Comparing the TD-160 and the TD-165 – technical characteristics of old Thorens decks

Comparison between the two Thorens decks I have had: TD-165 vs. TD-160

Typical floating chassis turntables, the Thorens use a 3 spring suspension system to isolate the chassis from ambient vibrations and motor noise. Main competitors of the time were Linn, ERA, Garrard and AR. The basic Thorens TD-165 was equipped with a TP-11 tonearm and TP-60 headshell. The more refined TD-160 featured a metal subchassis with a 10 mm bearing shaft (the same as in the TD125, while the TD-165 has a resin subplatter with a 7 mm bearing, though many, like mine, had a 10 mm one); the tonearm was the TP-16, the same mounted on the TD125, more advanced according to many, more problematic because its higher complexity according to others. The TP-16 had a different counterweight and a magnetic antiskating mechanism, while the TD-165’s TP-11 used an elegant threaded weight system; the TD160’s motor was also slightly more advanced – for the rest the two turntables are identical.

ready-to-play-thorens-td-160-turntable-restoring-hifi-analog_17441336719_oOn the outside, the TD-160 had a black stripe under the controls side, making it easily recognizable. The knobs were metallic, while the TD-165’s were black plastic. The TD160’s plastic motor pulley had a clutch system allowing a more rapid start and stop; the TD-165’s pulley is still plastic but with no clutch, so the platter rotates until frictions sops it or you have to do it by hand. The higher weight of the TD-160’s metal subchassis (nearly 500 g) needed maybe (?) stronger suspension springs. In summary, the two turntables are very similar and are both very good looking. According to some, the TD-160 is far superior from the sonic point of view; other say the differences are minimal, perceivable but not fundamental, like a better sense of rhythm and bass control. The best Thorens of the time are deemed the TD-124/125 and the TD-160 itself, having a simpler plinth and less electronics than the TD-125, although the same platter, tonearm an motor. Both TD-160 and TD-165 are directly derived from the TD-150. In 1976, the TD-165 was replaced by the TD-166 that added just the clutched motor pulley; the TD-160 was revisited as TD-160 MKII.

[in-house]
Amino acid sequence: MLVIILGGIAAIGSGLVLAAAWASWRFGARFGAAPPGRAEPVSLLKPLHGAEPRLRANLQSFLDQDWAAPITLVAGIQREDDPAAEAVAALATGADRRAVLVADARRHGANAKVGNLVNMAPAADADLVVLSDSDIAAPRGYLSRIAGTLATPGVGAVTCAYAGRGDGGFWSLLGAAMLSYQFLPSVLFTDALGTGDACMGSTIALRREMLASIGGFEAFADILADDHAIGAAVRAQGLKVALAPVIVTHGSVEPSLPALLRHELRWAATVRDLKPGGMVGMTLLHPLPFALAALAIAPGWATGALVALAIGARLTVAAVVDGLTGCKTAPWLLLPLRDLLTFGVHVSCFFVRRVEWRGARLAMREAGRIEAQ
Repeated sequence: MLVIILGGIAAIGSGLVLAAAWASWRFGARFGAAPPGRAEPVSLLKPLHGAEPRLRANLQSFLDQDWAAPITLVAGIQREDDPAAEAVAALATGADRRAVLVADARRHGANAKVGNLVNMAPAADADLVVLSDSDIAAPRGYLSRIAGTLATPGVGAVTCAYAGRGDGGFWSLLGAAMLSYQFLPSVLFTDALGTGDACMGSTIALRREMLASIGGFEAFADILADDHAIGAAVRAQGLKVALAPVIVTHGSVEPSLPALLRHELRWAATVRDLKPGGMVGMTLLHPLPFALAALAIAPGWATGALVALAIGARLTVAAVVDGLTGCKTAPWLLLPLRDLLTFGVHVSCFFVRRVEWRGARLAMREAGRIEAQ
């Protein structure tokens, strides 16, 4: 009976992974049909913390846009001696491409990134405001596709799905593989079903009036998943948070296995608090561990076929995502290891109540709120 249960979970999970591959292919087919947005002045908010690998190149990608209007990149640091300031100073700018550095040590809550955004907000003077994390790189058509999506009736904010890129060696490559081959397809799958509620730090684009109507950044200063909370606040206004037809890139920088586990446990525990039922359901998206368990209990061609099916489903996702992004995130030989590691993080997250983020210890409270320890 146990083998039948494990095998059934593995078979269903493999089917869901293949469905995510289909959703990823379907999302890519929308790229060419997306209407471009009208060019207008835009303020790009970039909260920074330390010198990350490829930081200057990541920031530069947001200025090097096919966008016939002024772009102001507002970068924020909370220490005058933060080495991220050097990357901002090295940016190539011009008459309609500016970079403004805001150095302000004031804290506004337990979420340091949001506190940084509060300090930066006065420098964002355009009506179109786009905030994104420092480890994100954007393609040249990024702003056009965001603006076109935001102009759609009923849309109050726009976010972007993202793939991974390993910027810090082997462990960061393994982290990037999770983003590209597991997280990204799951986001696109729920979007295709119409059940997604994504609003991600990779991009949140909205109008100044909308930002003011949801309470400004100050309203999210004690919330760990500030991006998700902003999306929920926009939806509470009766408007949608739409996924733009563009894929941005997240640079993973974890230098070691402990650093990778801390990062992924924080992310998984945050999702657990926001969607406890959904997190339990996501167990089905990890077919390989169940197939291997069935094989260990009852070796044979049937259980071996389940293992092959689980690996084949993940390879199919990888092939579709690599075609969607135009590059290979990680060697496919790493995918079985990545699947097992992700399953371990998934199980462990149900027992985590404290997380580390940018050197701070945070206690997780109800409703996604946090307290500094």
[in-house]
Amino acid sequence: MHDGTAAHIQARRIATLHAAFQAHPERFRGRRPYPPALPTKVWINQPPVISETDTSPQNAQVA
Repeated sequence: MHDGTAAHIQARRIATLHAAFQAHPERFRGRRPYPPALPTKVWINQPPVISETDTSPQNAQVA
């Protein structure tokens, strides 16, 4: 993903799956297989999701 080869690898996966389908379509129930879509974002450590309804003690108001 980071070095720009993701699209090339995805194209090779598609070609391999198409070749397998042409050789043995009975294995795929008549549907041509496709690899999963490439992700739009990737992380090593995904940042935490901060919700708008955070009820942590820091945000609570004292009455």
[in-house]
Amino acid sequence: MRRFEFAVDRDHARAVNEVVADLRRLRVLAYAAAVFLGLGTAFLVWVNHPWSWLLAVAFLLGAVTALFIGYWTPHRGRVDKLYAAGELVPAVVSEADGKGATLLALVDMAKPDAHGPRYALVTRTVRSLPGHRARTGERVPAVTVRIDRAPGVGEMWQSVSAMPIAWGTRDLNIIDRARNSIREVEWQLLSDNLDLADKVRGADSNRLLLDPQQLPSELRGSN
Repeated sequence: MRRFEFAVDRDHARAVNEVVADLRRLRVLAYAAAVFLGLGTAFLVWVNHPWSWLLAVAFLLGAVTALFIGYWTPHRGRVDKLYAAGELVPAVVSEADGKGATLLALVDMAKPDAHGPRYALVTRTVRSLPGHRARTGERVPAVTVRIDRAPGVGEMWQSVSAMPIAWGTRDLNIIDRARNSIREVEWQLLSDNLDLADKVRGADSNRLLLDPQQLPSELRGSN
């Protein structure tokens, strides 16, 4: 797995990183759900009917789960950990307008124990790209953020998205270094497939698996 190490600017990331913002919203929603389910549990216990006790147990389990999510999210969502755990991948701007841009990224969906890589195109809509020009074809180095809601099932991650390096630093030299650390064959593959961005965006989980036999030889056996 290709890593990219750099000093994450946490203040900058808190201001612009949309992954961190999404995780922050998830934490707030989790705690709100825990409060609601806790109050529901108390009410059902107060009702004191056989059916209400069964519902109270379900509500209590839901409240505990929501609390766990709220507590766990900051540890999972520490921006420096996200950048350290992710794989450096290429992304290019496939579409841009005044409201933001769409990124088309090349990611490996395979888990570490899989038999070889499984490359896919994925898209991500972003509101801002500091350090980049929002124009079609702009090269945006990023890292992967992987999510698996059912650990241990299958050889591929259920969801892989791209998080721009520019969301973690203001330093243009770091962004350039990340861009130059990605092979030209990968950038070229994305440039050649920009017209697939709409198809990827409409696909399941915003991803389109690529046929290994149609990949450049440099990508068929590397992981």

A Thorens from the 70s is maybe the first step in the world of true HiFi you can make with vinyl. If still in good conditions and well tuned they all sound wonderfully. The Thorens TD-165 was the Swiss company’s entry level in the mid 70s; in Italy it used to cost around 95 thousand Lire. The TD-165 makes simplicity its strength: a few things but done well. The TD-160 is universally renown as a turntable still worth of modern top-level HiFi system.

Future advancements

audiomods1The Grado 8MX cartridge can be further upgraded with an 8MZ stylus but it is now damaged and plays ar a lower level. A good upgrade could be an MCZ stylus (that needs to be loaded differently through a capable phono pre or with a series of resistors). Then, I can only imagine what sound could come out of my turntable if I installed a classy tonearm it deserves (some agree the TP-16 tonearm of stock Thorens TD-160/145s is a good one but you can have better solutions). A classic is the SME 3009 tonearm in the “improved” version II would be a great upgrade for my Thorens TD-160. Maybe, even higher sound quality would be achievable buying a Rega tonearm modified by Origin Live from England or, even better, a more affordable Audiomods kit (at left, again a Rega modification).The cheaper version would already give extraordinary results, maybe even higher than my good Thorens TD-160 would allow. The problem with Rega tonearms and derivatives seems to be their thicker base: you supposedly need to permanently modify your Thorens’ plinth by filing away some wood so the Rega tonearm can be mounted at the correct height. Maybe the ideal pairing would be Thorens/SME with the current Grado Signature 8MX plus 8MZ or MCZ stylus. Alternately, Grace or Mayware tonearms would be great, too. I think I will stay with MM cartridges since their stilii are interchangeable. MC cartridges are more expensive on average and their stilii cannot be changed. This makes them less desirable to me, considering the very good level the MM carts have reached today.